The time I spent in Yamagata twenty-four years ago has, this entire time, continued to echo deeply inside me. When I attended the festival, I would watch documentaries the entire day until I was tired out, meet and talk with many of my filmmaking comrades, and I can still picture when evening came, walking up an unfamiliar staircase with a small bottle of alcohol and glass in my hand. And because I met a kind and skilled interpreter, I was able to obtain the most treasured experience of immersing myself in Japanese documentaries and forums about film, carrying a book full of notes I’d made on my departure. I return again this year to Yamagata. The task of judging films carries a heavy weight, but more than that the excitement and pleasure of the festival beckons me. A respected colleague in the field of documentary of my generation wondered to me what new stories and questions I might indeed encounter. And what will it be that I bring home from the 2019 Yamagata?
Hong Hyung-sook has been making documentary for over thirty years, since the mid 1980s. Her film, Doomealee, a New School is Opening (1995) garnered her acknowledgement as an auteur and was invited to YIDFF ’95. Her works On-Line; An Inside View of Korean Independent Film (1997), Reclaiming Our Names (1998), Doomealee, the Very First Step (2000, YIDFF 2001), The Border City (2002), and The Border City 2 (2009) were invited to prestigious film festivals such as Berlinale, IDFA, YIDFF and Busan IFF. She also produced Forest Dancing (2012) and Boys Run (2015), which were directed by Kang Seok-pil. Her recent work Junha’s Planet (2018) received its world premiere at IDFA (feature length competition) and has traveled to many film festivals. Hong is also Festival Director of the DMZ International Documentary Film Festival and teaches at Korea National University of Arts.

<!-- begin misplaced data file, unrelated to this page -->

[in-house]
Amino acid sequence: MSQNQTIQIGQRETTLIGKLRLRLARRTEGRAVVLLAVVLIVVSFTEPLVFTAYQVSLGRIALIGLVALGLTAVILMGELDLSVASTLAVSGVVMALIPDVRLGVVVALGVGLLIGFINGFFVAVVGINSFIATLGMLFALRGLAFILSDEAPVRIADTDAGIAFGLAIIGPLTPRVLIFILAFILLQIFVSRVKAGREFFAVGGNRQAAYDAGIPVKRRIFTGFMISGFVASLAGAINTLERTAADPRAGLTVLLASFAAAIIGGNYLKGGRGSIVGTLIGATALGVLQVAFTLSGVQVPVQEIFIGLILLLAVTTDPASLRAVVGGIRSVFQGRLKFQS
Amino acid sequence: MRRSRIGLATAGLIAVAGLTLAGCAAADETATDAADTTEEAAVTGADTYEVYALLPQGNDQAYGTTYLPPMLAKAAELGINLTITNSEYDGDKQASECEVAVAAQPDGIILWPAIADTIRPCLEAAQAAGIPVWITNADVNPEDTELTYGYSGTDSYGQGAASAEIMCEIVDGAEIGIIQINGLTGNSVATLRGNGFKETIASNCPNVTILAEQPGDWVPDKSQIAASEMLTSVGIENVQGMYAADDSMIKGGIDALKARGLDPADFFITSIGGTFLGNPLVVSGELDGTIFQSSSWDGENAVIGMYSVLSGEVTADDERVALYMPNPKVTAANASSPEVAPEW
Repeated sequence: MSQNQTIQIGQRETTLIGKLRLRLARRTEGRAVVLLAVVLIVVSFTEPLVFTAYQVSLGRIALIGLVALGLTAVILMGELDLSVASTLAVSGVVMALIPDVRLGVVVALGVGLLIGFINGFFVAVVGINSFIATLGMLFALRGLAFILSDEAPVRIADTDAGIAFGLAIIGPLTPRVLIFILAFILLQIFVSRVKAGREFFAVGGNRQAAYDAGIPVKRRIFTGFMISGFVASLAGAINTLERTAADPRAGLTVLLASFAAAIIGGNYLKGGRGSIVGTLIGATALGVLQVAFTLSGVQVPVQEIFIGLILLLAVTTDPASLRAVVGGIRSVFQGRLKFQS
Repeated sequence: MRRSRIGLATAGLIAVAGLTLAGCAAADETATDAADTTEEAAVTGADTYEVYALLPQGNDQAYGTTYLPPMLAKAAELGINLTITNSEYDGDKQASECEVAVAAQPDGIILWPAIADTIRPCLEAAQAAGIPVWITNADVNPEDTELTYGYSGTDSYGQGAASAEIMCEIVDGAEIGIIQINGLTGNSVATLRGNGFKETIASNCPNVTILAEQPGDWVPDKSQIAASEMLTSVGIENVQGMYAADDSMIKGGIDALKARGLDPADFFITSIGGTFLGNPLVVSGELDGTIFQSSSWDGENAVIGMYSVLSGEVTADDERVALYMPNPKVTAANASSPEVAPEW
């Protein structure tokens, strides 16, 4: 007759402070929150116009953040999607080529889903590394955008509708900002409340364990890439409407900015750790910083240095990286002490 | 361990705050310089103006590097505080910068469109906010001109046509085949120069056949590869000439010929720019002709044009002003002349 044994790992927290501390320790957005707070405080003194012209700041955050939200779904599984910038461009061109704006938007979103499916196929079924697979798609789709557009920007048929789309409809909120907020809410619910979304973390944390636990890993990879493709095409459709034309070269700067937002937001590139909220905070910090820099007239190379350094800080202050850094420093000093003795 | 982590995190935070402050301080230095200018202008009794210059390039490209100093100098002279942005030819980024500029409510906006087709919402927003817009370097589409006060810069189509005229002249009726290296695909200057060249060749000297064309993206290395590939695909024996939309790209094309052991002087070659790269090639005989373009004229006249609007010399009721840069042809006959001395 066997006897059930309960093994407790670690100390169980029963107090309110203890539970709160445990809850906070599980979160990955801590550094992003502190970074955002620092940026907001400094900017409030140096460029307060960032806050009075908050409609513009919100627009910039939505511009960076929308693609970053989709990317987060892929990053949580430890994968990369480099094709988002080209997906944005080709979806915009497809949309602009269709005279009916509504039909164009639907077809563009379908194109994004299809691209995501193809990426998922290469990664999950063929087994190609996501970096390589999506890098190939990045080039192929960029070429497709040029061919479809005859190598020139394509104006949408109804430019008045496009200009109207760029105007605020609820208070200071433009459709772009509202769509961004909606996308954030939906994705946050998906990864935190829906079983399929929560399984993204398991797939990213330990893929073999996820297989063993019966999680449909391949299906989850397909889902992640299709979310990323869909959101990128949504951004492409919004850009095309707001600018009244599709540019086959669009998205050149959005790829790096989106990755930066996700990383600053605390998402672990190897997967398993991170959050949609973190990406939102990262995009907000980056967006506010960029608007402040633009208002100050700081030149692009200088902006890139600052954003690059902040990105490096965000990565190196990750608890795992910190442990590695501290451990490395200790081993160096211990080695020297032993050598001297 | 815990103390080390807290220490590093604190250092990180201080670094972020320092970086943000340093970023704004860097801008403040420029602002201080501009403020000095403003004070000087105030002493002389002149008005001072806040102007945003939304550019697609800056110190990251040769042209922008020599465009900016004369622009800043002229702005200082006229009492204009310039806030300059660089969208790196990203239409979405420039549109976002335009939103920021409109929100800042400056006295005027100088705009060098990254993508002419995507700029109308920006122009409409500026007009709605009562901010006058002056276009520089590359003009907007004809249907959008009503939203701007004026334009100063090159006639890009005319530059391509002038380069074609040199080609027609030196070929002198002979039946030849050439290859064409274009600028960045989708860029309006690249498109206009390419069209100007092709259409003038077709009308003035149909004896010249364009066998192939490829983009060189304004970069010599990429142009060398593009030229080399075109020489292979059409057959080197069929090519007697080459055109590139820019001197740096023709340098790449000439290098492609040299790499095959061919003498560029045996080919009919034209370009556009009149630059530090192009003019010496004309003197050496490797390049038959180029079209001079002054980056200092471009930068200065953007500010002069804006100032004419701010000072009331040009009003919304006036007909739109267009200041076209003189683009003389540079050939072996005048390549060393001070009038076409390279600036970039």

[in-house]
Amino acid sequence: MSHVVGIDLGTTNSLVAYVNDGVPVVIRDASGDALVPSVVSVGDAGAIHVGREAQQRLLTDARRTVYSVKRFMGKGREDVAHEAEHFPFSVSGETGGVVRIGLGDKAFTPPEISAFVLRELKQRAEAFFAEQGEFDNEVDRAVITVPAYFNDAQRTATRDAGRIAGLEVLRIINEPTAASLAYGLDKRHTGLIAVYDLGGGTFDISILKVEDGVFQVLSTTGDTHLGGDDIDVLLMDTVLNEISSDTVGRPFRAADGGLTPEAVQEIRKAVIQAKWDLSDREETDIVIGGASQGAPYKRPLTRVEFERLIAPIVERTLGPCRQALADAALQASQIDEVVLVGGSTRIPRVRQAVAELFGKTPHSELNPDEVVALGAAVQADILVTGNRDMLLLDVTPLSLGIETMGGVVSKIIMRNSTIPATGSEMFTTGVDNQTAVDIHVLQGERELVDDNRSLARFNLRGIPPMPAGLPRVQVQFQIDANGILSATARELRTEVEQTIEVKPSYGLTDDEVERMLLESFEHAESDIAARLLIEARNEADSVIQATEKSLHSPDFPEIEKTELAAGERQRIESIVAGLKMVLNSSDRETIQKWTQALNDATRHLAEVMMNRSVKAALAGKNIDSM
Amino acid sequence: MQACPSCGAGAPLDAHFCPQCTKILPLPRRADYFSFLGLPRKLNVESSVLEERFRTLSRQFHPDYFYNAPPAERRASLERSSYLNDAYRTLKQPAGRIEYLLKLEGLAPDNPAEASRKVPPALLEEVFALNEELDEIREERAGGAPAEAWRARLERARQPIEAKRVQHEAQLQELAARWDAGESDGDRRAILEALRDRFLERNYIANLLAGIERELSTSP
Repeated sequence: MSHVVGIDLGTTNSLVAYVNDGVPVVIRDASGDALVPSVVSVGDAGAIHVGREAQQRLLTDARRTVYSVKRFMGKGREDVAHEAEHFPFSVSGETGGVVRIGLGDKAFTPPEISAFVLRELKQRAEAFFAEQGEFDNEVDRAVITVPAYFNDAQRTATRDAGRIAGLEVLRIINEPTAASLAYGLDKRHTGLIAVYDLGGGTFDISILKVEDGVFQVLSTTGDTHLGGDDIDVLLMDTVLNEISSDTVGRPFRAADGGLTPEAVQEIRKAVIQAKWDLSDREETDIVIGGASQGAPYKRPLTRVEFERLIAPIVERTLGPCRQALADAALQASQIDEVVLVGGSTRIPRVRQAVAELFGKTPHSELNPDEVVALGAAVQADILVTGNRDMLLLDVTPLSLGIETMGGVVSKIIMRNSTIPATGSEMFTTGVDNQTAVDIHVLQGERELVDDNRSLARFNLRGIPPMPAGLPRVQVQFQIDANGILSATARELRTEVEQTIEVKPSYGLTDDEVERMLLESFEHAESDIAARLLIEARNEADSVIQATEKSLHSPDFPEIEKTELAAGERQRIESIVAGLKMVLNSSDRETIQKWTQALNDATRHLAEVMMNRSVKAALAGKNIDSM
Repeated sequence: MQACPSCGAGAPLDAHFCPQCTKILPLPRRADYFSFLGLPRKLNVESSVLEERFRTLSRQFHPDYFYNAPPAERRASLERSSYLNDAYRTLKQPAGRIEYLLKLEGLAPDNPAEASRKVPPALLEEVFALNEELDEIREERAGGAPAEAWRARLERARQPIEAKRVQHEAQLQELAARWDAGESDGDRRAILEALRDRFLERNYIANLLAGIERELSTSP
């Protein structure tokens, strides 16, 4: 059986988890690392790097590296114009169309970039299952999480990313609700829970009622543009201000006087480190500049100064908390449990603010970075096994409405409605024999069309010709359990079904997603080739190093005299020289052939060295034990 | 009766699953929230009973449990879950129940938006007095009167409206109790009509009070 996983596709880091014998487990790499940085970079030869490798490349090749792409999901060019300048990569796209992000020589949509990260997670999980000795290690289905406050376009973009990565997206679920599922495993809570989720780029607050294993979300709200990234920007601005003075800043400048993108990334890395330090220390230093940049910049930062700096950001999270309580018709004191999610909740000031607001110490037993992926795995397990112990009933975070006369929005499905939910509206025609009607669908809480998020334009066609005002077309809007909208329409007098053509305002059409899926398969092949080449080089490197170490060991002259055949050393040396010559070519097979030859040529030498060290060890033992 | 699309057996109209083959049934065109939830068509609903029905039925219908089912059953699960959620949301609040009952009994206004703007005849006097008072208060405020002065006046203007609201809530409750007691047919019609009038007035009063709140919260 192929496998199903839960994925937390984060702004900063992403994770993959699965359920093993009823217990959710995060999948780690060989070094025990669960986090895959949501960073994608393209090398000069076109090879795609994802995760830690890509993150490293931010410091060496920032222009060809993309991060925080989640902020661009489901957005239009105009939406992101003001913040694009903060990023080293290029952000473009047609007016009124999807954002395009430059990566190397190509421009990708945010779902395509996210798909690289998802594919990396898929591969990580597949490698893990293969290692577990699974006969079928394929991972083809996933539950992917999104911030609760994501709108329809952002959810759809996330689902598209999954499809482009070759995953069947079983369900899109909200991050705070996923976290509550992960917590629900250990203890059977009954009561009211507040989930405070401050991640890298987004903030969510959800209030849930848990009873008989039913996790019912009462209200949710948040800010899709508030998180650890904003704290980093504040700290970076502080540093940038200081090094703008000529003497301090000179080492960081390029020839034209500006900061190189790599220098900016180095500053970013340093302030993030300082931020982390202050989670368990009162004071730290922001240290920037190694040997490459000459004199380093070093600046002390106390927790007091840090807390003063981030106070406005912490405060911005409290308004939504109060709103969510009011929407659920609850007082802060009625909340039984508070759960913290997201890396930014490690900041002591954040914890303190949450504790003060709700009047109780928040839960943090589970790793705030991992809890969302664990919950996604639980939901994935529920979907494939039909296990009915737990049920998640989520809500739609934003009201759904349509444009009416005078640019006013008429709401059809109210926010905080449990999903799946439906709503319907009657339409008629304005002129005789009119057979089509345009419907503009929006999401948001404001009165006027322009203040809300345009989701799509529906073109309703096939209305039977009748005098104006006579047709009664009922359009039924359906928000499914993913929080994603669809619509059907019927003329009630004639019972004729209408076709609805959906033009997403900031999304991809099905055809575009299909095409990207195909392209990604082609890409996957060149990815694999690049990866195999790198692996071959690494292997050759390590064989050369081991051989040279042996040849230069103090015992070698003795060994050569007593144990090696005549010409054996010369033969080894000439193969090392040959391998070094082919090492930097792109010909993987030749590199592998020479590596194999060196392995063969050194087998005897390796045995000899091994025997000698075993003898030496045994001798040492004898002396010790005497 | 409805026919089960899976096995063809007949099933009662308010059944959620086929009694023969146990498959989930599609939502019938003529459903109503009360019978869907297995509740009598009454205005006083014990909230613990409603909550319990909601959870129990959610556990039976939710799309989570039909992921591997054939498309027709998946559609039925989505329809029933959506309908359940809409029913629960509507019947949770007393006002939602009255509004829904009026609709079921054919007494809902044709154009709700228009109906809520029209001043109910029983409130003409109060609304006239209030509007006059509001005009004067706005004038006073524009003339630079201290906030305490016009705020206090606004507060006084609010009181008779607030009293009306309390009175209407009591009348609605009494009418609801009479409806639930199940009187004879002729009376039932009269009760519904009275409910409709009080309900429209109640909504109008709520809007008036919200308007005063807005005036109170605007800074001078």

KOREA / 2018 / Korean / Color / DCP / 108 min
Director, Script: Hong Hyung-sook
Photography: Lee Ju-hwan
Editing: Lee Yeon-Jung
Sound: Pyo Yong-soo
Music: Lee Minwhee
Producer: Kang Seok-pil
World Sales: Taskovski Films www.taskovskifilms.com
Meet Junha, an 11-year-old boy with autism who aggressively lashes out at his classmates and teachers at the alternative school he attends. The invisible wall between him and his surroundings steadily grows higher, yet his parents and teachers dedicate themselves to meeting over and over again to talk through his issues. This film paints a meticulous picture of the day-to-day work of trial and error in which not only his teachers and classmates, but Junha himself persists, in order for him to be able to participate in class. Listen closely and you will hear how “Planet Junha” produces its own resounding melody, as written in Johannes Kepler’s Harmonices Mundi.